Media

Why the Media Blew It

Too much trust in polls and not enough shoe-leather reporting produced the flub of the century.

Why the Media Blew It

Journalists and media crew members wait for a Hillary Clinton victory speech that never came. (Photo by Robyn Beck/AFP/Getty Images)

If you are angry with the media, you are entitled.

No one would disagree that the media, especially the mainstream media, blew this election. The question is why, and the answers are many.

But chief among them may be that the news organizations often spend more money on polling than they do on reporting. Polls on election day from the New York Times, CNN, The Washington Post, Nate Silver and you-name-the-news-organization all predicted a solid win for Hillary Clinton.

The New York Times’ Upshot put her chances at 84 percent. Silver of FiveThirtyEight was a bit more cautious at 71 percent. Clinton reporters believed in the results so strongly that they were making plans to move to Washington, DC, according to Politico.

CBS’s Trump team of three — embed Sopan Deb, producer Aiden Farhi and CBS chief correspondent Major Garrett — asked a key question last Thursday in a podcast that may explain what happened.

Would it be a better investment for news organizations to deploy more reporters covering more issues in more places, than spending so much money on polls?

— Major Garrett, CBS

Deb wondered how the election might be covered differently without a single poll determining where reporters went and how the candidates were covered.

“Would it be a better investment for news organizations to deploy more reporters covering more issues in more places, than spending so much money on polls?” Garrett, a veteran correspondent asked. “I think the answer to that is yes. We do overpoll. We saturate the American consciousness with polling data in ways that simply are not useful.”

Good polling, they noted, is expensive. But polls are easy to cover and don’t involve the additional muss and fuss of sending reporters to talk to citizens or take the time to examine actual issues. And polling doesn’t involve editors exercising much more judgment than what they find in their calculators.

And look where all the “good” polling got us. The polls were wrong. The forecast models were wrong. Every narrative was wrong, save for those of Trump and a few conservative outlets.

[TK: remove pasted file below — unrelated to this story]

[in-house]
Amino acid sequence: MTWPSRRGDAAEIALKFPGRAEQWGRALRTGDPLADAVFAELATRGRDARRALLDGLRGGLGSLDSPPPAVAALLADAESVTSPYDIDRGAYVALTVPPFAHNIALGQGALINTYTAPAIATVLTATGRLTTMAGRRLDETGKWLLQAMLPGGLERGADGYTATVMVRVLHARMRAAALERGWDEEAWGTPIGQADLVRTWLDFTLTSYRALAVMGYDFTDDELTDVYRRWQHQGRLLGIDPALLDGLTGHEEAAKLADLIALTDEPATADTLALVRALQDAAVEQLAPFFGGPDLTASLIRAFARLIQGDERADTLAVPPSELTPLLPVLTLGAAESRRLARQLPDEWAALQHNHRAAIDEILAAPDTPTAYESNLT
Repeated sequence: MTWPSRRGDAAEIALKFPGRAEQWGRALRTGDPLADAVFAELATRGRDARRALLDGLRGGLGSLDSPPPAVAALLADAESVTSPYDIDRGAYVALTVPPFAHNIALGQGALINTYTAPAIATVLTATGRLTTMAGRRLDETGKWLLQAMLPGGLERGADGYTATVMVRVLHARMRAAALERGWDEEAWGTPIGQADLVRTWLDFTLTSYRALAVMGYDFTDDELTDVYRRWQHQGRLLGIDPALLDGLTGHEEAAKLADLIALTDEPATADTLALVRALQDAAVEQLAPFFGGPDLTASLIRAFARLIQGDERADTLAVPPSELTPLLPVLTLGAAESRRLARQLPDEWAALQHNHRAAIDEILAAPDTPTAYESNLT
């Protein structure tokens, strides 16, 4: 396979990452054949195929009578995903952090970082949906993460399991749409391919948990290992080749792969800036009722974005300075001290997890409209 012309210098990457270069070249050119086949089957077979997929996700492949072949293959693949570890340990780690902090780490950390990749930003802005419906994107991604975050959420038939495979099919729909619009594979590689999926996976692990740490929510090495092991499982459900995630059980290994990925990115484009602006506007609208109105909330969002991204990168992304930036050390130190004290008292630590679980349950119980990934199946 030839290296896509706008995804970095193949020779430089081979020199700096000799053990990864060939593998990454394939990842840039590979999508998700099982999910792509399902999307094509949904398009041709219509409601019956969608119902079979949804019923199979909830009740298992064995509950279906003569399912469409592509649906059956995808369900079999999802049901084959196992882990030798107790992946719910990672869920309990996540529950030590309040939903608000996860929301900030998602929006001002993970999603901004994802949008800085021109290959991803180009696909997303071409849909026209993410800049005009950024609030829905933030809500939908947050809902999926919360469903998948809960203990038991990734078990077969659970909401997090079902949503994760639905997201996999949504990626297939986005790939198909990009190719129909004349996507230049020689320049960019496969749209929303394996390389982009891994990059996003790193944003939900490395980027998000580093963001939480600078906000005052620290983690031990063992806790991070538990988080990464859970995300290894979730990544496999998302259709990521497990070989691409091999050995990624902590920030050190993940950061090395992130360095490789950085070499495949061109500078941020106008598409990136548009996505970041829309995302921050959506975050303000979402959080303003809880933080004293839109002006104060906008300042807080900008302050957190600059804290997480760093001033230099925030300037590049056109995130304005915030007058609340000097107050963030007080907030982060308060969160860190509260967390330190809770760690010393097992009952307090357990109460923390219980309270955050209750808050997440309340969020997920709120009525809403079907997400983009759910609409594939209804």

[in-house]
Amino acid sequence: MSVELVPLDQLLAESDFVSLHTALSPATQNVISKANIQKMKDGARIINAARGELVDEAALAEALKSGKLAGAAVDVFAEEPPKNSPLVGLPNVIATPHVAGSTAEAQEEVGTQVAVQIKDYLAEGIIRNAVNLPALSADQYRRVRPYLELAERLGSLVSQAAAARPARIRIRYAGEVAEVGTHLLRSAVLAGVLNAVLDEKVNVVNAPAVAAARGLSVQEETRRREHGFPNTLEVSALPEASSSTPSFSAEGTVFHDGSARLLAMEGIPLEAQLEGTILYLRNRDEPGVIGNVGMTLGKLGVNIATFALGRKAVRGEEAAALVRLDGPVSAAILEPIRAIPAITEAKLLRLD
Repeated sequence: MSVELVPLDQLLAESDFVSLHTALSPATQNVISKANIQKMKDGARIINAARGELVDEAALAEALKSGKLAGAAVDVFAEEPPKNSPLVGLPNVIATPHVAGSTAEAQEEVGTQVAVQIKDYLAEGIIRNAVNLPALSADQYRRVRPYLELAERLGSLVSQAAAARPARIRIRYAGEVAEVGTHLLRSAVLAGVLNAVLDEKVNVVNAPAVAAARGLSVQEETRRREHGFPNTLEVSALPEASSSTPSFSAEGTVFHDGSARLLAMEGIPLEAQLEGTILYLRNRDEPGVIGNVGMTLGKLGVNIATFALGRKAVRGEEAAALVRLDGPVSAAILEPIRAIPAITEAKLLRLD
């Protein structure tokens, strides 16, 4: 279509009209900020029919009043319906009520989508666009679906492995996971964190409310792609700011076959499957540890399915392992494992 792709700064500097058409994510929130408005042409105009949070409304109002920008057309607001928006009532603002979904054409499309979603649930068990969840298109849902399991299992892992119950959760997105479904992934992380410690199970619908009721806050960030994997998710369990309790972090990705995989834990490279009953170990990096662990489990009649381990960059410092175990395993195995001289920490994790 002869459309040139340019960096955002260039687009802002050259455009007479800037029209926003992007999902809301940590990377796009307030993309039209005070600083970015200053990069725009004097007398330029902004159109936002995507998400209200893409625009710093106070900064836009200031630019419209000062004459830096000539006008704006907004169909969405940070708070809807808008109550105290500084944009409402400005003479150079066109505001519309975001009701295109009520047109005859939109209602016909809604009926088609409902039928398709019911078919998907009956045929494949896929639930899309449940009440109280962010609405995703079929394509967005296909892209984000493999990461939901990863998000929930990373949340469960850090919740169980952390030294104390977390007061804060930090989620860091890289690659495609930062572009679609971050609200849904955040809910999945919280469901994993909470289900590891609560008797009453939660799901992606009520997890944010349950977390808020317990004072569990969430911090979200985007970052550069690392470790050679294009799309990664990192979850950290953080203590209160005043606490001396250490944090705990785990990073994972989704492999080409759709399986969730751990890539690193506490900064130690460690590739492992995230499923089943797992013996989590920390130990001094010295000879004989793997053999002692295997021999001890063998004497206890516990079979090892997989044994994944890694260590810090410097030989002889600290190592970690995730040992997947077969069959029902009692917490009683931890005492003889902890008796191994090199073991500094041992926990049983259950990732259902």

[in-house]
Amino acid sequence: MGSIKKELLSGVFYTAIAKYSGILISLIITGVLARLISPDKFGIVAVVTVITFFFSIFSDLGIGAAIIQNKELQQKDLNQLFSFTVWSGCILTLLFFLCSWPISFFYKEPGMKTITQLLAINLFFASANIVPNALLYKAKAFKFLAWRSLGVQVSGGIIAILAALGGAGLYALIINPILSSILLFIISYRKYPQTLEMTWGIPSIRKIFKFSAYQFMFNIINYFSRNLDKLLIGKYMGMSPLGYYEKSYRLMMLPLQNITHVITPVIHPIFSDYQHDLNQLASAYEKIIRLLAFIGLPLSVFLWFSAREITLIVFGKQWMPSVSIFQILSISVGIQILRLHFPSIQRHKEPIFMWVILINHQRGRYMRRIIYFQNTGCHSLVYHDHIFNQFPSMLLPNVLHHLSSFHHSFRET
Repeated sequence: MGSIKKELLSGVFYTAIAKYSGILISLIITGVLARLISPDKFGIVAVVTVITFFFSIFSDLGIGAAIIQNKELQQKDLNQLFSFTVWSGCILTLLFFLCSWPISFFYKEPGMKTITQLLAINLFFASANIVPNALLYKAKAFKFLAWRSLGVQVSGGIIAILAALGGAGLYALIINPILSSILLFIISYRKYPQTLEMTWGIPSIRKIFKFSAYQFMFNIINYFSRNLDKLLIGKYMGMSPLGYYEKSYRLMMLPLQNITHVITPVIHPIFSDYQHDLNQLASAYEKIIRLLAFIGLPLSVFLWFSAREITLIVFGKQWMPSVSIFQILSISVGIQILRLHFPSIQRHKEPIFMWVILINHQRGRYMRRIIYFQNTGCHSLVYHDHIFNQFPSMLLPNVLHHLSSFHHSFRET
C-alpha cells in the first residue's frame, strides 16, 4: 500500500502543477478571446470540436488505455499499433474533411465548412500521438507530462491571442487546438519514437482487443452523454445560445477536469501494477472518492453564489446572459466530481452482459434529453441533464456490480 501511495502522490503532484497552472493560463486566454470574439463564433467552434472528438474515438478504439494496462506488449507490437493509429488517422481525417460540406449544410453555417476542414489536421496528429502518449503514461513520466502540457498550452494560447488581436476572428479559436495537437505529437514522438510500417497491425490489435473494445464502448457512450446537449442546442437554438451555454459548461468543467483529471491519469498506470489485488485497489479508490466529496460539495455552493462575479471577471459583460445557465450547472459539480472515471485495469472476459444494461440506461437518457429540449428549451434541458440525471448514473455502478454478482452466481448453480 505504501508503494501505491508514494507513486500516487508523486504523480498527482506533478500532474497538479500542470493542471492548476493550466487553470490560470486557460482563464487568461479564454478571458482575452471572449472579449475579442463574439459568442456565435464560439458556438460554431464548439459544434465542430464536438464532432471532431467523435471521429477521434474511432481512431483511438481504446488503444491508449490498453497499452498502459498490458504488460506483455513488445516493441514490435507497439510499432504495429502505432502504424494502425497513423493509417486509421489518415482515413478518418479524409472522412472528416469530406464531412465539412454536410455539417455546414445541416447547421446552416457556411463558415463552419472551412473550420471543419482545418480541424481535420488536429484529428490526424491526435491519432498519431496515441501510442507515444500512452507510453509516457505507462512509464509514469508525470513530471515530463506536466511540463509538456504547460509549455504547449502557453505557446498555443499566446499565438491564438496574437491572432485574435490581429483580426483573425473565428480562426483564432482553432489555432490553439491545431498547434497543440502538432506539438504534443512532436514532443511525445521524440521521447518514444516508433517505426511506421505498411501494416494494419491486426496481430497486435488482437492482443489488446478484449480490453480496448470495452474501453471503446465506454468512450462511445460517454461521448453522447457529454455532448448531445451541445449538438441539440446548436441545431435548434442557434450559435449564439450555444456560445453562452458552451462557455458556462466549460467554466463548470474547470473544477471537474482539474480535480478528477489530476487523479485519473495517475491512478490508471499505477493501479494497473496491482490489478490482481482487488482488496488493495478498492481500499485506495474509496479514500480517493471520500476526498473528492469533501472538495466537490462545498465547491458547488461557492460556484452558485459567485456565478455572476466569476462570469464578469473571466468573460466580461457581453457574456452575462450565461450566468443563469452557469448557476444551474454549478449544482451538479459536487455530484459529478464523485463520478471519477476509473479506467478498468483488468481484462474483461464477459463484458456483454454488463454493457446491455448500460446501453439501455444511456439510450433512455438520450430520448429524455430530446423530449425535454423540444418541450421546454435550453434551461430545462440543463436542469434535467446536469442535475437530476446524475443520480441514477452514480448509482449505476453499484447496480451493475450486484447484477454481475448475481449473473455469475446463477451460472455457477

The polling was so in favor of Clinton that CNN senior media reporter Brian Stelter began his nightly newsletter asking, “What if the networks call the race for Clinton but Trump doesn’t concede?” How will news organizations handle that? Well, that turned out to be of no concern since it was Clinton who had to concede.

The overall “Trump will lose” media narrative was so in lockstep that even some Trump supporters privately expressed their concern their candidate couldn’t possibly win.

Yet Trump won in an electoral college landslide despite the repeated chorus of polls across the networks, newspapers and cable stations that the Republican nominee had “no chance.”

Many are saying online that they woke up to an America they didn’t know. Tom Brokaw and Chuck Todd admitted the media “overlooked” and “underestimated” rural America. That wasn’t the only big story they — the news organizations we are inclined to trust — missed this cycle.

The ‘surprise’ is an indictment of the coastal elites who live in a bubble.

This is the same college-educated elite media living in DC, New York or California that missed the story behind Trump’s unexpected primary wins. Trump’s stunning Tuesday upset came at the hands of white Americans who live in places where the mainstream media don’t. The “surprise” is an indictment of the coastal elites who live in a bubble, talking to one another but clearly not enough to Trump’s enthusiastic supporters.

What baffles me, and no doubt others, is that every major news organization had cadres of reporters who traveled with Trump and others who visited pockets of America. Didn’t any of them pick up the disconnect with the polls? Were editors not listening because they were fearful of doubting “reputable” (though now disgraced) polling?

The media repeatedly portrayed Trump as out of touch with reality. Not enough people, they reasoned, could support someone who talked vulgarly about women, who trashed a Gold Star family, who made fun of a disabled reporter, who called Mexicans rapists. and on and on.

They were wrong.

The majority (52 percent) of US registered voters believed that the media favored Clinton, according to a Gallup poll. Another reputable poll put the share of those believing the media was biased toward Clinton even higher — 75 percent.

And now it looks like the polls — in this case — were right. But the big losers are the public who feel grossly misled. Maybe, but not necessarily, because Trump won. He did that on his own, knowing the country better than the pollsters, reporters and pundits.

But many Americans, myself included, are all angry at being fed a narrative that was so, so wrong.

“Let’s face it,” said NBC anchor Lester Holt. “We, the media, were also on the ballot.” Yes, and the media lost just as Clinton did.

Next cycle, let’s hope after some serious soul-searching that journalists will spend much more time on the road with voters, less time traveling in the campaign bubble and let’s hope news organizations follow CBS’s Major Garrett’s suggestion that they focus more on reporting and less on polls.

Trump’s win is impressive. The media’s performance in campaign 2016 was not.

Alicia Shepard

Alicia Shepard is an award-winning journalist and expert on the media and media ethics. The former ombudsman for NPR, she recently returned from two years in Afghanistan where she worked with Afghan journalists and the US Embassy. Follow her on Twitter: @Ombudsman.